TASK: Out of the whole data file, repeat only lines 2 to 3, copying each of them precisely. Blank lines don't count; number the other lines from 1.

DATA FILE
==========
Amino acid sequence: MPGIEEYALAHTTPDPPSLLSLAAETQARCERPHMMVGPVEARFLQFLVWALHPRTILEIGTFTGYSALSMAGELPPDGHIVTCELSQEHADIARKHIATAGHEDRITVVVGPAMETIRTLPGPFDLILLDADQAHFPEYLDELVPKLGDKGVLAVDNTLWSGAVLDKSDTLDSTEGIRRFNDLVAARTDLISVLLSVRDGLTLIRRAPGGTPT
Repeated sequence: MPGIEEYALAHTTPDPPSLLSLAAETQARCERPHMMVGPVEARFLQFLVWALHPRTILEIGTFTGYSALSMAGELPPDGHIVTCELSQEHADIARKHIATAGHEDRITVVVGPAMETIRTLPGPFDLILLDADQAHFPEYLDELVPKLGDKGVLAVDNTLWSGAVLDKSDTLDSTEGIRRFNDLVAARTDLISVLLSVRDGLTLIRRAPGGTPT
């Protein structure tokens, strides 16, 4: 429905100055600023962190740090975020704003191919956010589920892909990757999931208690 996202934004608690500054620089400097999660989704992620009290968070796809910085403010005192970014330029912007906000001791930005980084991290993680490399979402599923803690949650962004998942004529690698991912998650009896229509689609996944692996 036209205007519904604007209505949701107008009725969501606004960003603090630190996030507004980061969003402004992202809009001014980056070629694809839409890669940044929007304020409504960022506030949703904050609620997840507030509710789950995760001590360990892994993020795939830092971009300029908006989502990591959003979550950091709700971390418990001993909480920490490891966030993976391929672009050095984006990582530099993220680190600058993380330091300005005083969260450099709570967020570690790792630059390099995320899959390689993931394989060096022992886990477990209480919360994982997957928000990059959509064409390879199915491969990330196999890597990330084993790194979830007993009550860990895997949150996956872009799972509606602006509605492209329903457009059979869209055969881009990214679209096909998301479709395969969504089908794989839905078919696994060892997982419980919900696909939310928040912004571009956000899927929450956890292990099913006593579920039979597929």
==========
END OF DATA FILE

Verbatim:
Repeated sequence: MPGIEEYALAHTTPDPPSLLSLAAETQARCERPHMMVGPVEARFLQFLVWALHPRTILEIGTFTGYSALSMAGELPPDGHIVTCELSQEHADIARKHIATAGHEDRITVVVGPAMETIRTLPGPFDLILLDADQAHFPEYLDELVPKLGDKGVLAVDNTLWSGAVLDKSDTLDSTEGIRRFNDLVAARTDLISVLLSVRDGLTLIRRAPGGTPT
């Protein structure tokens, strides 16, 4: 429905100055600023962190740090975020704003191919956010589920892909990757999931208690 996202934004608690500054620089400097999660989704992620009290968070796809910085403010005192970014330029912007906000001791930005980084991290993680490399979402599923803690949650962004998942004529690698991912998650009896229509689609996944692996 036209205007519904604007209505949701107008009725969501606004960003603090630190996030507004980061969003402004992202809009001014980056070629694809839409890669940044929007304020409504960022506030949703904050609620997840507030509710789950995760001590360990892994993020795939830092971009300029908006989502990591959003979550950091709700971390418990001993909480920490490891966030993976391929672009050095984006990582530099993220680190600058993380330091300005005083969260450099709570967020570690790792630059390099995320899959390689993931394989060096022992886990477990209480919360994982997957928000990059959509064409390879199915491969990330196999890597990330084993790194979830007993009550860990895997949150996956872009799972509606602006509605492209329903457009059979869209055969881009990214679209096909998301479709395969969504089908794989839905078919696994060892997982419980919900696909939310928040912004571009956000899927929450956890292990099913006593579920039979597929």